With the right type of Hibiscus fertilizer and the right Hibiscus care, your plants will grow vigorously and produce a great many large and beautiful flowers.
These flowering plants are what you imagine when you daydream of laying by the pool on your patio in Florida.
They have dark green leaves with pink, yellow, orange, lavender, red, white, or bi-color flowers.
The key to successful tropical Hibiscus flowers is to feed regularly and correctly.
Doing so promotes bright colors and strong wood for supporting the plants’ heavy and copious blooms.
In this article, we share advice for choosing or making just the right fertilizer to support your tropical Hibiscus plants.
Read on to learn more.
#1 – What’s The Best Kind Of Soil For Hibiscus?
The best soil to plant Hibiscus in is a light, airy soil mixture consisting mostly of non-nutritive substances such as perlite, coco coir, composted bark, and peat moss.
Potting mix mediums provide little or no nourishment.
Their main purpose is to keep the root system in place and moist. For this reason, vigilance and fertilizing should be your top priority.
#2 – What Combination of Nutrients Should Be In Hibiscus Fertilizer?
Potassium is the most important nutrient for a Hibiscus plant.
It’s fundamental in the overall functioning of every aspect of the plants’ metabolism and growth.
Potassium provides essential support for photosynthesis, which is the plants’ means of transforming sunlight into sugars, which plants need as nourishment.
Every part of the hibiscus plant from roots to stems to blossoms relies on potassium and the photosynthesis it enables.
Potassium is also key to delivering water to every part of the plant.
A plant with high potassium in its system has healthy, well hydrated, plump individual cells throughout.
This results in a beautiful, lush, disease, and drought resistant plant.
Potassium is a key player in every kind of transport in plants.
It helps move chemicals, nutrients, and plant food throughout the system.
It does this by functioning as floating, free ions, moving through the plant system, locking onto chemicals and other necessary substances and carrying them where they are needed.
Stressed plants lose free-floating potassium ions easily, so they must be replaced frequently.
Some sources of stress include:
- Extreme Temperatures
- Heavy Blooming
Nitrogen is the second most important nutrient for Hibiscus plants.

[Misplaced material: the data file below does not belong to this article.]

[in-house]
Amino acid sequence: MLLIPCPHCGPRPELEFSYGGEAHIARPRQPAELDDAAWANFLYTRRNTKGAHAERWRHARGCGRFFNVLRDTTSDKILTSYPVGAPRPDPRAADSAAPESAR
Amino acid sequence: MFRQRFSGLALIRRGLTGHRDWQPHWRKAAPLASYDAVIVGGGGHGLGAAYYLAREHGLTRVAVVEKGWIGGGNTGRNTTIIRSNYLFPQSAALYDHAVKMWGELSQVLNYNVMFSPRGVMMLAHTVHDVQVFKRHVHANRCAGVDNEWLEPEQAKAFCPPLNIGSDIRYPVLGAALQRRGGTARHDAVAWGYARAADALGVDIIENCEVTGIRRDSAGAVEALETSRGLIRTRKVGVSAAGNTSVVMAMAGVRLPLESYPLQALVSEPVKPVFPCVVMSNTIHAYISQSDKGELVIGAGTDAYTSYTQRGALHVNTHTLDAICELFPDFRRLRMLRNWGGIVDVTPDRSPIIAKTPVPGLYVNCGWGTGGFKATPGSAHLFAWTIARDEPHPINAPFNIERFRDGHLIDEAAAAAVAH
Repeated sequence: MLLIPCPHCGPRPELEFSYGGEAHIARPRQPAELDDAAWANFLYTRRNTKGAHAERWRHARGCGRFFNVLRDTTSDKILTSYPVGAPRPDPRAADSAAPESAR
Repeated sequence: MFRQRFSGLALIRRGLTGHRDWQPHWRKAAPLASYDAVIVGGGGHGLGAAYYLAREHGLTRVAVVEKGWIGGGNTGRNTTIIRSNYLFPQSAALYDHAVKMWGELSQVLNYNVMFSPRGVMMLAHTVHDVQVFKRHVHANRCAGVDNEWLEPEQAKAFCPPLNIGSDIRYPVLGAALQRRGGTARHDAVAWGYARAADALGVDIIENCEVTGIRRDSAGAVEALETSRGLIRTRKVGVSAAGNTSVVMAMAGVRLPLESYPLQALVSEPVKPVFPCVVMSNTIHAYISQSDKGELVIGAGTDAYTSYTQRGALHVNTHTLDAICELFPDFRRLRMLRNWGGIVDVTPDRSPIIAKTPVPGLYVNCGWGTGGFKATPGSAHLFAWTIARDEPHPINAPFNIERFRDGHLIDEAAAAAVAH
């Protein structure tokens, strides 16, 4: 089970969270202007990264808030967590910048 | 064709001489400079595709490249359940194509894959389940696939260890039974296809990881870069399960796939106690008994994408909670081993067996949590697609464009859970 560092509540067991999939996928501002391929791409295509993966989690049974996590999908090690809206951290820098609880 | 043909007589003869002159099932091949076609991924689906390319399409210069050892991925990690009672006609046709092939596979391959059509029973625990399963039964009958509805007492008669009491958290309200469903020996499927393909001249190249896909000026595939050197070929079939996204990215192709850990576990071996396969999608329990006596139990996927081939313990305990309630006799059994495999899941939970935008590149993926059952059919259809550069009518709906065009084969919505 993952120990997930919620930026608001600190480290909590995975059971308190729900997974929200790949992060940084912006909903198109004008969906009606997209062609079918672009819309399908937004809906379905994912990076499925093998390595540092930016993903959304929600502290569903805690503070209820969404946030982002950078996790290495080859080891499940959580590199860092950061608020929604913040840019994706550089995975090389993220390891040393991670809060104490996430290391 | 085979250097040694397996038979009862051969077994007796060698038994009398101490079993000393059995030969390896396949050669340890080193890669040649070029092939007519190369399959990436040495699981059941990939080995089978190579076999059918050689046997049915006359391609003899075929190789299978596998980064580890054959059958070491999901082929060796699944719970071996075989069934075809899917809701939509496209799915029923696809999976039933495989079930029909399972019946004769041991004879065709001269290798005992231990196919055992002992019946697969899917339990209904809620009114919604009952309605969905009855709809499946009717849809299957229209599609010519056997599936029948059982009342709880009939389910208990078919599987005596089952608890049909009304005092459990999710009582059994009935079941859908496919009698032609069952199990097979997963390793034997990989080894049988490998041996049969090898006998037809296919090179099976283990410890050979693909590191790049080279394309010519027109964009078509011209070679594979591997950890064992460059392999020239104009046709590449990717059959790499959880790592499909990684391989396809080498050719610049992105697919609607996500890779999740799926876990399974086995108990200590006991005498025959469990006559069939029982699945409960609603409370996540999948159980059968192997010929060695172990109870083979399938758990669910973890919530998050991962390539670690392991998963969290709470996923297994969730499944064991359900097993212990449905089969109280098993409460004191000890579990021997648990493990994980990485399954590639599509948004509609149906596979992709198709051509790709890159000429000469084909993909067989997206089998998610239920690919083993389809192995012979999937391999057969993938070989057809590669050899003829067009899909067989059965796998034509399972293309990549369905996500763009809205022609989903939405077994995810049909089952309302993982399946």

All plants make good use of nitrogen within their chlorophyll, enzymes, and proteins.
It is an extremely important aspect of the metabolic processes of plants.
It’s very important to find the precise middle range of nitrogen to support your plants’ growth and metabolism without causing problems.
A lack of nitrogen causes stunted and halted plant growth, but excessive amounts of nitrogen can cause fertilizer burn, which manifests as dark brown, crispy leaf edges.
Watch carefully for signs of fertilizer burn caused by nitrogen.
If you see the leaf edges beginning to brown:
- Stop fertilizing for a minimum of two weeks.
- Use clean, pure water during this time.
- Rainwater or filtered water is best.
- When you start fertilizing again, use a weakened solution.
- Reduce how much fertilizer you’ve been using by half and keep a close eye on your plants for new signs of fertilizer burn.
If you see burn again, repeat this purification process and continue reducing the amount of fertilizer you use until you have arrived at a safe formulation.
Phosphorous is the third most important Hibiscus nutrient.
Although phosphorus fertilizer is often a major element in commercial fertilizers formulated for blooming, it’s a mistake to give Hibiscus a lot of phosphorous.
Contrary to its usual effect on plants, phosphorus can cause Hibiscus plants to go into overall decline.
Excessive phosphorus will stunt new growth and cause yellow hibiscus leaves and the dropping of leaves.
Neglecting your plant care will bring a complete stop to blooming.
If a Hibiscus is given too much phosphorous for an extended period, it will eventually die.
#3 – How Can You Determine The Amount Of Nitrogen, Phosphorus, And Potassium In Your Fertilizer?